I keep replaying the same slide show, projecting it on the back of my mind. I see the temperature rising, 9/11, the Iraq war, financial collapse. I enter the ballot box for the first time, eager for change. The coalition forms. Mass extinctions. The SNP wins a majority. Tuition fees triple. The Arab Spring. House prices rise. Riots. The Olympics. Food banks. Austerity. Austerity. Austerity. Benefits slashed. The NHS in turmoil. The Eurozone crisis. Scotland votes for unity. Greece votes for change. They are hung, drawn, quartered. We reach the 1°C threshold. The ballot box takes away a piece of me every single time. The far left brings hope but the far right brings hate. They spread their infectious disease. Storms, droughts, forest fires. Everything I fear begins to materialise in front of my eyes. Refugees fleeing the wars we started but we just condemn them to their fates. Floods everywhere. Terrorism. Xenophobia. Half-truths and outright lies. A vote for fear, a vote for suspicion, a vote for fascism.
The weather joins us in this violence as we drive another dagger into the heart of the world. I tell myself lies to ease the pain, looking for ways to return to the past. Hindsight is 20/20 but we never learn from our mistakes. Hatred and fear, symptoms of this deeply tortured nation. I want to leave this place, I want to end the nightmare, but there is no place on Earth that isn’t infected. I collapse into the carnage. I am in free fall. At the mercy of the past. It’s over.
But it is not over. I will not let it be over.Continue Reading
by Elliot Folan
So. The referendum is nearly upon us. And the reactionary Leave campaign rolls on, with Farage unveiling his latest piece of racist propaganda and Leave.EU exploiting the homophobic murder of 49 LGBT+ people for political gain. The leaflets that keep dropping through my door from the official Vote Leave campaign, meanwhile, tell me that we must take back ‘control of our borders’ and rid ourselves of EU regulations that protect workers’ rights. The campaign to leave the EU has had no left-wing voices in it, despite the hopes of lapsed Lexiter Aaron Bastani (who has flipped, and will now vote to Remain). Yet some activists, and a handful of Labour MPs, continue to push the narrative that an exit from the EU will be a triumph for progressive politics.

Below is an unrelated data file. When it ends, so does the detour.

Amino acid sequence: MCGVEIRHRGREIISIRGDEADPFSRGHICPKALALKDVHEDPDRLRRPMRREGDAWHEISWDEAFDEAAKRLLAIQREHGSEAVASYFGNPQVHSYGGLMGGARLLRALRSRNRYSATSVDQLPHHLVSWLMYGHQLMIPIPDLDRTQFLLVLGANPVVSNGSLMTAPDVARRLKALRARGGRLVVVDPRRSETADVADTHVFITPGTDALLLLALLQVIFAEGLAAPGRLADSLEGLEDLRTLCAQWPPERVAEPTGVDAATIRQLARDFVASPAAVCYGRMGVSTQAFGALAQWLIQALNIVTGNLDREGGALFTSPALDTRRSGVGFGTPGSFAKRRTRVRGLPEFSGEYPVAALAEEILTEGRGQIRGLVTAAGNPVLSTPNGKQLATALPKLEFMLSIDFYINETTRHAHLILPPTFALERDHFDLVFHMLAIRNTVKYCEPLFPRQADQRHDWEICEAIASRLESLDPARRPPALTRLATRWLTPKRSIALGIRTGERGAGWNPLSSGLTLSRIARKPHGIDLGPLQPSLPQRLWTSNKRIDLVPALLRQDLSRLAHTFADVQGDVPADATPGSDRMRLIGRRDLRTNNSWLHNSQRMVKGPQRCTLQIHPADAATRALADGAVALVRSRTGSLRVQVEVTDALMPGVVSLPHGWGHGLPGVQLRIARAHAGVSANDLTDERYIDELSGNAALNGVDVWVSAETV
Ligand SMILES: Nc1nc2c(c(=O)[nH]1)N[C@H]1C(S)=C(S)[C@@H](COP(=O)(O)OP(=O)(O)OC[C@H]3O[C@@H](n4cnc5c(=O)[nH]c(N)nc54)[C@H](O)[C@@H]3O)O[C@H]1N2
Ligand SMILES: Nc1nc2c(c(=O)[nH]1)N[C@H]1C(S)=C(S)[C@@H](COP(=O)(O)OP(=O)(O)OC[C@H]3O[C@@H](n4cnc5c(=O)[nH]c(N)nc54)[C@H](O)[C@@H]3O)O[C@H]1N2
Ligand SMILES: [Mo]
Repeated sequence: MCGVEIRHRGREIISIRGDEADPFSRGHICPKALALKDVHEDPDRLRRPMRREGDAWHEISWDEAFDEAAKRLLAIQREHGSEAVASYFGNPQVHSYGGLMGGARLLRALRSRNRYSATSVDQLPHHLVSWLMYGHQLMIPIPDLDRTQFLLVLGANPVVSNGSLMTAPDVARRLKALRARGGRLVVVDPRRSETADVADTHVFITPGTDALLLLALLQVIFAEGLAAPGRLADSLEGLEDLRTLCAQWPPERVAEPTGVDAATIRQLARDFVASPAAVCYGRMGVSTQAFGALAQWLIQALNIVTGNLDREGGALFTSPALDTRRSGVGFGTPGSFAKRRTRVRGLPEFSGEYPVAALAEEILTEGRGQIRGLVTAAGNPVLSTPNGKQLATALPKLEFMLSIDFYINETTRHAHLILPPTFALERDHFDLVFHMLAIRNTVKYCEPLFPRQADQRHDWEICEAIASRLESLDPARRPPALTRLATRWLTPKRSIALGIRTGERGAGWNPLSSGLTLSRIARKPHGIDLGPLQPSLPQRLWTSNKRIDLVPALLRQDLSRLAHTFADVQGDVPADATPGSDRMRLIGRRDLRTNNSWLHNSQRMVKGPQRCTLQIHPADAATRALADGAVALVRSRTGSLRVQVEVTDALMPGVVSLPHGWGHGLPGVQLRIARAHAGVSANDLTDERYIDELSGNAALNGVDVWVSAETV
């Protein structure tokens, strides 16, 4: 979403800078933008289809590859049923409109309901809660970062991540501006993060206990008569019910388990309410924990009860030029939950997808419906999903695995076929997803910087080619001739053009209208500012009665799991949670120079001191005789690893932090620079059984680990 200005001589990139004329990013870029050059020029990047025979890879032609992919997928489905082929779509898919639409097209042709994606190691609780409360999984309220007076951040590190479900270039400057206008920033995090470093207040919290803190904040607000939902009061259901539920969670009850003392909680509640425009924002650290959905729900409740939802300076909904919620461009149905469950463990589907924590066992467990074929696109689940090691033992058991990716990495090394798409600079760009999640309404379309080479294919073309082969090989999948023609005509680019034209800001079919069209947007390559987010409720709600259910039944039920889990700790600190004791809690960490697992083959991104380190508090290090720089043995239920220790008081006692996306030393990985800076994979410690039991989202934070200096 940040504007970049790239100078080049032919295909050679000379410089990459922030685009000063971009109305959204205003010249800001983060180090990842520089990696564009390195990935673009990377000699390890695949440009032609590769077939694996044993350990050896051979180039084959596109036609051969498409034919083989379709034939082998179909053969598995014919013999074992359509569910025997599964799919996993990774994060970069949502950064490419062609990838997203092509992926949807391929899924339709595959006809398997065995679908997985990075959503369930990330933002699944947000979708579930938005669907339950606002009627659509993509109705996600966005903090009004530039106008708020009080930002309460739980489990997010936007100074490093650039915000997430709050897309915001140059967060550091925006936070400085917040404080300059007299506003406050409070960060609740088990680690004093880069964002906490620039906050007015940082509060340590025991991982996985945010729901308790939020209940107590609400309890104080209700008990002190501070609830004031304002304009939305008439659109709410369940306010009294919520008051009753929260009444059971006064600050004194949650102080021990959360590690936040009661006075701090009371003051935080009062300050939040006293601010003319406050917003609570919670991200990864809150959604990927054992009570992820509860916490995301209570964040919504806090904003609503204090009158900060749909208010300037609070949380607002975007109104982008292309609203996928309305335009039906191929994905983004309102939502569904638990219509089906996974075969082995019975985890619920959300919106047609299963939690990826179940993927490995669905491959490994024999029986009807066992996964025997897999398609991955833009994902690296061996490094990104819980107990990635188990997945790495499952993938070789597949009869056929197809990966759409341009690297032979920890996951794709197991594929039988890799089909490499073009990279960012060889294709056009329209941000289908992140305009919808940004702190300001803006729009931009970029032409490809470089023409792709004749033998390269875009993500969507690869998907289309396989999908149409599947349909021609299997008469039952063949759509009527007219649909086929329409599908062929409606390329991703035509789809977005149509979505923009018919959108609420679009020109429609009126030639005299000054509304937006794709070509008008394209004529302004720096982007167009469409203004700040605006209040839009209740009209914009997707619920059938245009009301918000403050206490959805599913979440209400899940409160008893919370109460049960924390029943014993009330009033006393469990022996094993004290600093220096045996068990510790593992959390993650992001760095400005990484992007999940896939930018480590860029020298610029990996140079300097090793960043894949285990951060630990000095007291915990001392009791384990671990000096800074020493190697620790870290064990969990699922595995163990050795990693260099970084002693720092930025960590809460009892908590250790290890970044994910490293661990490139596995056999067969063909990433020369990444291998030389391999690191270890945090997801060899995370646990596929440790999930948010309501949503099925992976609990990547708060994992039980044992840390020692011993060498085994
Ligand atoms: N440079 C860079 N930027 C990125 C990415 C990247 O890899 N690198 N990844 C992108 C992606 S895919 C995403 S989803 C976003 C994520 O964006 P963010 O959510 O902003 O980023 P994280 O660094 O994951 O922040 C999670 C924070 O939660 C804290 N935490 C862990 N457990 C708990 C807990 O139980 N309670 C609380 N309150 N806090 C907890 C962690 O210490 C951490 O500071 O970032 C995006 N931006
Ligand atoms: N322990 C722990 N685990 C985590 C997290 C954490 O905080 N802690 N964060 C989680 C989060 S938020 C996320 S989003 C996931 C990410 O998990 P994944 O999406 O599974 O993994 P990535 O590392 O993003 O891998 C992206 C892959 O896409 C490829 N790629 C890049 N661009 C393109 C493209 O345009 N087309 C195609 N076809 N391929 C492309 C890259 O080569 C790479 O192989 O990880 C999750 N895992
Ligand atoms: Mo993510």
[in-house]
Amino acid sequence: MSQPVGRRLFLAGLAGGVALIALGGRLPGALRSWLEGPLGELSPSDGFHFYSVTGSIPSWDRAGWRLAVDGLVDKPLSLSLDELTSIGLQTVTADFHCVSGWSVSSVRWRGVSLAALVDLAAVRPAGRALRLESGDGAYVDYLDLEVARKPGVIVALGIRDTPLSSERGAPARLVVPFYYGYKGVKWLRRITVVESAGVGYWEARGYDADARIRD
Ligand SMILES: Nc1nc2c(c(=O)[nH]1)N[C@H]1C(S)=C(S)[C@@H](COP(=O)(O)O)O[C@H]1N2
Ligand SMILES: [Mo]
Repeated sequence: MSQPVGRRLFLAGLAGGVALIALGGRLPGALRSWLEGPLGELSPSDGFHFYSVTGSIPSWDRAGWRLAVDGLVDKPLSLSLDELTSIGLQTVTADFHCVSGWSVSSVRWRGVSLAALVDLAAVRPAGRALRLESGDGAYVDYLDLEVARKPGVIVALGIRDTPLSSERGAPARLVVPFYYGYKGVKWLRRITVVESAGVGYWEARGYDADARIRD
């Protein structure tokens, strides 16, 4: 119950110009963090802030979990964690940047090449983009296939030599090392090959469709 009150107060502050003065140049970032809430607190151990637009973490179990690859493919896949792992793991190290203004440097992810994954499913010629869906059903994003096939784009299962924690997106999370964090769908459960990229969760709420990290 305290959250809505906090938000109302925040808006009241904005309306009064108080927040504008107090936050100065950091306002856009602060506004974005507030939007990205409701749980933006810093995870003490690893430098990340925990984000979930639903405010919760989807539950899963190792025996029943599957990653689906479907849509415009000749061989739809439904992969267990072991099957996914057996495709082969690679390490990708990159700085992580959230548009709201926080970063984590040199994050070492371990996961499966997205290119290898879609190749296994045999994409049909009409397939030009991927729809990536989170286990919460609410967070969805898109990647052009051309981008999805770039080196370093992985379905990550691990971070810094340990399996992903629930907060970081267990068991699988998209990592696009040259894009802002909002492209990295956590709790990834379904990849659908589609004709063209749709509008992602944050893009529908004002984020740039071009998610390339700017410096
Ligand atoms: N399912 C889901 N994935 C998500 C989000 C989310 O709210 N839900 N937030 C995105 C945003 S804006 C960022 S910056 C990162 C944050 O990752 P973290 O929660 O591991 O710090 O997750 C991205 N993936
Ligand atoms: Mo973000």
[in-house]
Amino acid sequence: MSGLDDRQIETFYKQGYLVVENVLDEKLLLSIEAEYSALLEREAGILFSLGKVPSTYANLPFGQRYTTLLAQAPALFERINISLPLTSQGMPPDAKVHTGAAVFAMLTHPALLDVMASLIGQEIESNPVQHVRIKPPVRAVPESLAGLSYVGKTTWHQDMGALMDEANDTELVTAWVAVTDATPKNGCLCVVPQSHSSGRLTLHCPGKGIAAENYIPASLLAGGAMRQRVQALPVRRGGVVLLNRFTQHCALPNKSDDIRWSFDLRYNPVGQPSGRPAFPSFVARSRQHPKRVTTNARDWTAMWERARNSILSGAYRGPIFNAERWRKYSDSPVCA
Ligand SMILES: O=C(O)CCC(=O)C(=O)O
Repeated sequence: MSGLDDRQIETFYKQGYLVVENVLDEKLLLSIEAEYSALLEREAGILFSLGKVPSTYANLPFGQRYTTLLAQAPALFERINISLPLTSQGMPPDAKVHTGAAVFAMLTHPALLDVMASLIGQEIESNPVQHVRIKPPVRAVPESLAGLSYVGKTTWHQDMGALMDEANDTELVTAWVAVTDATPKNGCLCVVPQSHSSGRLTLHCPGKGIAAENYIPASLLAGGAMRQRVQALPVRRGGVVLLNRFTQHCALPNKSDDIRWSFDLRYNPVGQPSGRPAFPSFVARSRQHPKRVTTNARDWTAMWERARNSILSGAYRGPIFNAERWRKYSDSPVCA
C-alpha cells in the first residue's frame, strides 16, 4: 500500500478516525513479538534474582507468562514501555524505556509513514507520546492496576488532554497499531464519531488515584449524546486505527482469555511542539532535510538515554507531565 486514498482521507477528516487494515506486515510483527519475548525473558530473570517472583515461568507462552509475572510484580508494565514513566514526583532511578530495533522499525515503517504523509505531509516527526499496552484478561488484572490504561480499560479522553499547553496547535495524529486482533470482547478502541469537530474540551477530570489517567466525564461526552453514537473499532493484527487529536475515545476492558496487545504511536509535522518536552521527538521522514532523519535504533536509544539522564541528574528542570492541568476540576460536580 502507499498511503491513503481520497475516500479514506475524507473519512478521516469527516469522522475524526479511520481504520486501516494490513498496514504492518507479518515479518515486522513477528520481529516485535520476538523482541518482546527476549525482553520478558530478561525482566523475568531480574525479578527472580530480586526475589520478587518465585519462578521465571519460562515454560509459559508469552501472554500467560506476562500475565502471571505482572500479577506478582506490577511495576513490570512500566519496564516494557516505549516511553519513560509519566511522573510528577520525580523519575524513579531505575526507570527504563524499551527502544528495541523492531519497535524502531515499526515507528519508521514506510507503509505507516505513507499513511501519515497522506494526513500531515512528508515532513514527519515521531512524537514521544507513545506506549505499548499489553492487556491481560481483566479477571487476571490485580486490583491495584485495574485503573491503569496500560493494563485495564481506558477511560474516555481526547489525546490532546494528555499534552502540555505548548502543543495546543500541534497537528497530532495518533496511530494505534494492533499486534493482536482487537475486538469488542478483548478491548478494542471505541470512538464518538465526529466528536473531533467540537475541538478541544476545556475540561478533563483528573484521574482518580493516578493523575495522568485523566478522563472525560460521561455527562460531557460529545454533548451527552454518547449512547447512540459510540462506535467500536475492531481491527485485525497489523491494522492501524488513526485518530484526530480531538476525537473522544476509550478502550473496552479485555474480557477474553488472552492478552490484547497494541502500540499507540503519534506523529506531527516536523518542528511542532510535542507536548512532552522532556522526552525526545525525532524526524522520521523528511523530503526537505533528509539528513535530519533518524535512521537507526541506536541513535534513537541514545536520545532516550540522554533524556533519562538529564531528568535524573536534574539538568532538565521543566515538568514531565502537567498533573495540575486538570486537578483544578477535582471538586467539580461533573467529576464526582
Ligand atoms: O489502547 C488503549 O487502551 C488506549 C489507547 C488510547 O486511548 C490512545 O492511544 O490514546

I understand this view. I don’t want to pretend that I find it incomprehensible, or that it’s without any rational basis. The European Union is an institution weighted towards transnational capital, its decisions are made in backroom committees far from public scrutiny or understanding, and the only directly elected institution — the European Parliament — lacks the formal powers of a proper Parliament. The left-wing critiques of the European Union are not without foundation.Continue Reading
by Rowan Gavin
With just four days until polling day, the EU referendum continues to dominate news headlines and pub conversations. Like many, I have been exhausted by the fearmongering, unconvincing and generally depressing arguments churned out by the mainstream campaigns on both sides. So when The Norwich Radical asked me to interview Natalie Bennett, leader of the Green Party, about the positive Green case for staying in the EU, I was excited to hear some refreshing ideas on the topic. I also got the chance to speak to David Raby, a Green Party City Councillor in Norwich.
by Robyn Banks
This International Women’s day was supposed to be devoted to refugee women. Well, it was in name — the EU parliament website published a series of articles highlighting the plight of women refugees, such as the fact that two in five are underage. But as EU leaders hammered out a deal on the long night between Mother’s day and International Women’s day, it seemed that the only thing the EU really planned on doing to help women refugees was to use them as fodder for a Brussels photo exhibit.
For a long time, people in the EU from both left and right have been questioning if what they see is really what they get, and nothing is more exemplary of this dishonesty than the EU’s recent deal with Turkey. On two days when much fanfare was made about Mothers, about the trauma of women refugees, about family reunification, we learned about the EUs most absurd plan to date. The plan involves a one in, one out scheme whereby boats crossing to Greece from Turkey carrying ‘irregular’ or ‘illegal’ migrants — e.g. everybody not using official channels, refugee or otherwise — would be intercepted and forcibly turned back. In return for paying their life savings and risking their lives to make the dangerous crossing to Europe by dinghy, they will be sent to the ‘back of the queue’ for asylum seeking.Continue Reading